I wasn't up to the hike up the hill to the castle, so we caught a ride on a horse-drawn carriage. That was fun :) I don't know much about horses, but I could tell these were some very powerful, muscular horses. Writing note --> The Uurikhani horses in The Lost Book of Anggird are very much like these horses.
The tours of the castle are very scientifically scheduled every five minutes. You get your tour number and time on your ticket, and there are kiosks on the ground outside the castle that show which tours are coming up next. When your tour is coming up, you get in line before it starts and scan your ticket to get through the turnstile. I suppose if your miss your tour time, they might still let you in, but I wouldn't want to test it.
The tour involves hundreds of stairs (not all at once, thank goodness). I didn't know if I would make it; after almost a week of traveling and sightseeing, I was feeling pretty worn out by this point. But I made it. I was pretty proud of myself :D We did take the carriage back down, after a stop at a snack stand for some "quark balls," fried donut-like balls of dough made with soft quark cheese. (My dad is a physicist, so to me, the word "quark" in the context was kind of funny.) They were so good. Worth the drive to Neuschwanstein and the journey up the hill just for those.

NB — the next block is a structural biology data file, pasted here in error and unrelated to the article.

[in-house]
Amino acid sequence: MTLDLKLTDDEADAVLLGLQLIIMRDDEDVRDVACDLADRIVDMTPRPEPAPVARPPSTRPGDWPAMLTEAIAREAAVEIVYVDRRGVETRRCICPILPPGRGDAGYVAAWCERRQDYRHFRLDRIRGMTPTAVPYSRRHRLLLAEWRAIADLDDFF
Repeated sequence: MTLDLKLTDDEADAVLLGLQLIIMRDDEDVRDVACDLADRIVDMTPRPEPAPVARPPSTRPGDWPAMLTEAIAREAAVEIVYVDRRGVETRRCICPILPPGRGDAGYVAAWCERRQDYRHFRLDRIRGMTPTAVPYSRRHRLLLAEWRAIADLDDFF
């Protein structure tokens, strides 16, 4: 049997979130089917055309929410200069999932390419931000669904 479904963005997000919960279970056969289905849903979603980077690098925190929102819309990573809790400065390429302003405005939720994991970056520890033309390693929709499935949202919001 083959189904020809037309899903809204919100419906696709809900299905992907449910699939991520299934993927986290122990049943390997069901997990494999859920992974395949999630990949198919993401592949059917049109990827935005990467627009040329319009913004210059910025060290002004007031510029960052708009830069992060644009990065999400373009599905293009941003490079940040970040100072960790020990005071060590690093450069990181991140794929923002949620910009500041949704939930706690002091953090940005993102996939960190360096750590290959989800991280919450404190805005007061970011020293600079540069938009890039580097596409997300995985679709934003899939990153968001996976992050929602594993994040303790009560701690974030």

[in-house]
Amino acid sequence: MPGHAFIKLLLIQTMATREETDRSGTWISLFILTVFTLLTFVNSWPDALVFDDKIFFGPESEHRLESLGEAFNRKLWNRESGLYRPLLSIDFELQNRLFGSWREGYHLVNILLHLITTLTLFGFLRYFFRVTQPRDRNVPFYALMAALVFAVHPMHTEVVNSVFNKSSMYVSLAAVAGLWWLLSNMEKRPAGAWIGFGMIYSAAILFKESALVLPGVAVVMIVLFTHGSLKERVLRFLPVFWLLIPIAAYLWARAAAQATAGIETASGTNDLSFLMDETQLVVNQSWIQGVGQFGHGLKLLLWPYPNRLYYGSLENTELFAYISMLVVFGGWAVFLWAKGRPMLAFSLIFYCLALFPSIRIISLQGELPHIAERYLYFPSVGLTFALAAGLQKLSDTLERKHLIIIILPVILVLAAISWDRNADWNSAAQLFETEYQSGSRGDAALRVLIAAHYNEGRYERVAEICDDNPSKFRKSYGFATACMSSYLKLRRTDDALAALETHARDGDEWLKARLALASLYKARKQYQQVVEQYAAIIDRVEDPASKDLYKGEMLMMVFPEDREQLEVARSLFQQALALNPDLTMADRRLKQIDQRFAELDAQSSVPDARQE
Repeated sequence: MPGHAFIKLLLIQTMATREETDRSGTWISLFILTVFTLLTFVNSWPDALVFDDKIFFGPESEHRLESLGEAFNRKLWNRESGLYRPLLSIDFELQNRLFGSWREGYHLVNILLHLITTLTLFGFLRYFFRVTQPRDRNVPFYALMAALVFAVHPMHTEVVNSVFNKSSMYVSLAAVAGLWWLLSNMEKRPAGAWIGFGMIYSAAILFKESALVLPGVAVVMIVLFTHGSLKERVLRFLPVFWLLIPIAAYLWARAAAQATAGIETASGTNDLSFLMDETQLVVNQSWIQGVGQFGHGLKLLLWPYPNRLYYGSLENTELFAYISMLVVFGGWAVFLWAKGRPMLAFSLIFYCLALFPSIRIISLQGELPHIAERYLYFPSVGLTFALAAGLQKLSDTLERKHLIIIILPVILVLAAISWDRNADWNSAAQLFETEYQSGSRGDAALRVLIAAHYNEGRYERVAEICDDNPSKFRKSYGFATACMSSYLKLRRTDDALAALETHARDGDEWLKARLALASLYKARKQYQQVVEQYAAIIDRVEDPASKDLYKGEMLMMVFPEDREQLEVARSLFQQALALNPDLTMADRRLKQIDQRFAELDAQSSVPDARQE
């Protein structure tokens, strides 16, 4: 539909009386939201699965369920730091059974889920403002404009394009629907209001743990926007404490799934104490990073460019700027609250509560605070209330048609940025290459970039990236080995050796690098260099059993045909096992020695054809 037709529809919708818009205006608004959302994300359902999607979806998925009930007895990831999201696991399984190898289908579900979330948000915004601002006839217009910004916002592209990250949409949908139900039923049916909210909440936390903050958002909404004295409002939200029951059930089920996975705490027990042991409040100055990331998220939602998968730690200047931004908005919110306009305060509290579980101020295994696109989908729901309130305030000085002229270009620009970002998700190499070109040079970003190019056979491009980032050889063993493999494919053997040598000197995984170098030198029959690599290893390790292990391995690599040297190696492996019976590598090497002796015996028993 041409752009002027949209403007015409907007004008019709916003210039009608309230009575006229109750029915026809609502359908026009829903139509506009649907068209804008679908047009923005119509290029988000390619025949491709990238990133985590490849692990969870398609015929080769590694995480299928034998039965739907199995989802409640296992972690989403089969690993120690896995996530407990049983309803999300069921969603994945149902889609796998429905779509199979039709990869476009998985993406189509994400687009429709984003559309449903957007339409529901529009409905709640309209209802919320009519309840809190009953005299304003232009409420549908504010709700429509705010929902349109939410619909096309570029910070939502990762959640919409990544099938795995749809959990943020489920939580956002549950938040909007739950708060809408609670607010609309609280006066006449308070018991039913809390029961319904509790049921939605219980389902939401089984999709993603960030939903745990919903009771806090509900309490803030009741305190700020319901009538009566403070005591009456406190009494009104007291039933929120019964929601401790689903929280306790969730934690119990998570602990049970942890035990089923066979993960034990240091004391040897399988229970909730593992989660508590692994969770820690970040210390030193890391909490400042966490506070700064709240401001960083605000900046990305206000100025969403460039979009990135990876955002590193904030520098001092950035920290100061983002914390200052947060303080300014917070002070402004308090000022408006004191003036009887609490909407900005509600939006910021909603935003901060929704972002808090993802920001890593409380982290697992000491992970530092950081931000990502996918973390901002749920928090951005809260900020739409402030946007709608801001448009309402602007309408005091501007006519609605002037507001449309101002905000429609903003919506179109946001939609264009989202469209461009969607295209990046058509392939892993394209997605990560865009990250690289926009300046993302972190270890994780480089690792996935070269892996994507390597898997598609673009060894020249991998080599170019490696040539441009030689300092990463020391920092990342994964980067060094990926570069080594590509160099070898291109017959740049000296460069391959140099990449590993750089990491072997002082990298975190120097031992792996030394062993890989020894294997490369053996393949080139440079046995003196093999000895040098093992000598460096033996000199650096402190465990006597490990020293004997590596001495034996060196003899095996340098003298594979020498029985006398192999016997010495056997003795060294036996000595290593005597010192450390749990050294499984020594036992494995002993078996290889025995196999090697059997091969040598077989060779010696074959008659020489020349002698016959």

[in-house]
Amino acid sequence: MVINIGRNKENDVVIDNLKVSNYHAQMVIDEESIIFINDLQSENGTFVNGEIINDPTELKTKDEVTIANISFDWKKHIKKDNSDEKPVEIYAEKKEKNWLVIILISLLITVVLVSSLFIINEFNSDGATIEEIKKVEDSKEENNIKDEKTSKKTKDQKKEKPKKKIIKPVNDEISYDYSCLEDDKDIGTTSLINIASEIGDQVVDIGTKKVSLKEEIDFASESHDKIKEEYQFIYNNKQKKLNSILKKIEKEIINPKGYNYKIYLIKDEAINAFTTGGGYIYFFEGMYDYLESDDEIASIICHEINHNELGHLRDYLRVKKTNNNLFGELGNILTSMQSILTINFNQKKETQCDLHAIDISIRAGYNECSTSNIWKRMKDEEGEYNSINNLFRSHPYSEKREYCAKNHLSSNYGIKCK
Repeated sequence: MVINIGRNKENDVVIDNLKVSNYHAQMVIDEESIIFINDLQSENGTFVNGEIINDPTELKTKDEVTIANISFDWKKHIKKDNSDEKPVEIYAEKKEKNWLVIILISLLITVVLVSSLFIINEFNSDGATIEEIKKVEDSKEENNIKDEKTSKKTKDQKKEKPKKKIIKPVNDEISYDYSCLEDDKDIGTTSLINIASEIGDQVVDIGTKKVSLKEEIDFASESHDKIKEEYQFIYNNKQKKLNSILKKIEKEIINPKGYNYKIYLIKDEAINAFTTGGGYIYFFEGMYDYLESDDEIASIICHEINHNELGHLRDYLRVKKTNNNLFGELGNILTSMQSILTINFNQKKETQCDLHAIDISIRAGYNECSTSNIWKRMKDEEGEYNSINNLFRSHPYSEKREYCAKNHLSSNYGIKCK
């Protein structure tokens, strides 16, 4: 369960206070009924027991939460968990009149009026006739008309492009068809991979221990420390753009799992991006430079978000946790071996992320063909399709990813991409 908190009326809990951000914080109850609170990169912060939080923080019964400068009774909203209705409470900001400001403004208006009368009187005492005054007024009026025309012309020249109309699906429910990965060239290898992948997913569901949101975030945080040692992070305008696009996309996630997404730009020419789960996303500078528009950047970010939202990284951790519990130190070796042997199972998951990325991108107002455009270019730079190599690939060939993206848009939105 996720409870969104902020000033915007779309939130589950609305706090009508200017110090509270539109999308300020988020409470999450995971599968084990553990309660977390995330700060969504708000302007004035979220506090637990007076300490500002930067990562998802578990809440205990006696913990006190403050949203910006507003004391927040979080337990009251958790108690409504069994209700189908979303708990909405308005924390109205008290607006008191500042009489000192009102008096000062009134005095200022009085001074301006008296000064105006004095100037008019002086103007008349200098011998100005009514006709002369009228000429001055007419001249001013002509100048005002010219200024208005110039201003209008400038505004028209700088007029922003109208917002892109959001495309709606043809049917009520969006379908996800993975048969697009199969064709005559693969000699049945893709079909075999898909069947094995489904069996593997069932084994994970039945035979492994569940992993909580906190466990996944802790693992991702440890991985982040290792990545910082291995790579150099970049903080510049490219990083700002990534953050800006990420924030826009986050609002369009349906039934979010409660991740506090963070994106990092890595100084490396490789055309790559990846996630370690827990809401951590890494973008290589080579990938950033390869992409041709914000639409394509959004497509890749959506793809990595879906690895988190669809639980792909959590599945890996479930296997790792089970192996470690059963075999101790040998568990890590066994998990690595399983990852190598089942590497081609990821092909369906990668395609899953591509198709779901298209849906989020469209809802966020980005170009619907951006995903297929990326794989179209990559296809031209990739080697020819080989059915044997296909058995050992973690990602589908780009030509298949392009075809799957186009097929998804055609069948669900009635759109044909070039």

Ludwig didn't live to see Neuschwanstein finished. More and more he retreated into a fantasy world, sleeping at day and living life by night, alone in his castle. After a series of financial and political disasters, he was found dead at age 40 in a nearby lake along with his doctor. Only seven weeks after his death, the castle was opened up to tourists. Which seems really sad to me. He's called "Mad," but maybe he was just a dreamer born into a position where dreamers didn't fit in, longing for a beautiful world at odds with the real world. Schlocky and touristy, maybe, but Neuschwanstein is definitely worth seeing for its own beauty and the story behind it.
Next time: Going for Baroccoco *rimshot*
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I am Kyra Halland, author of tales of fantasy, heroism, and romance.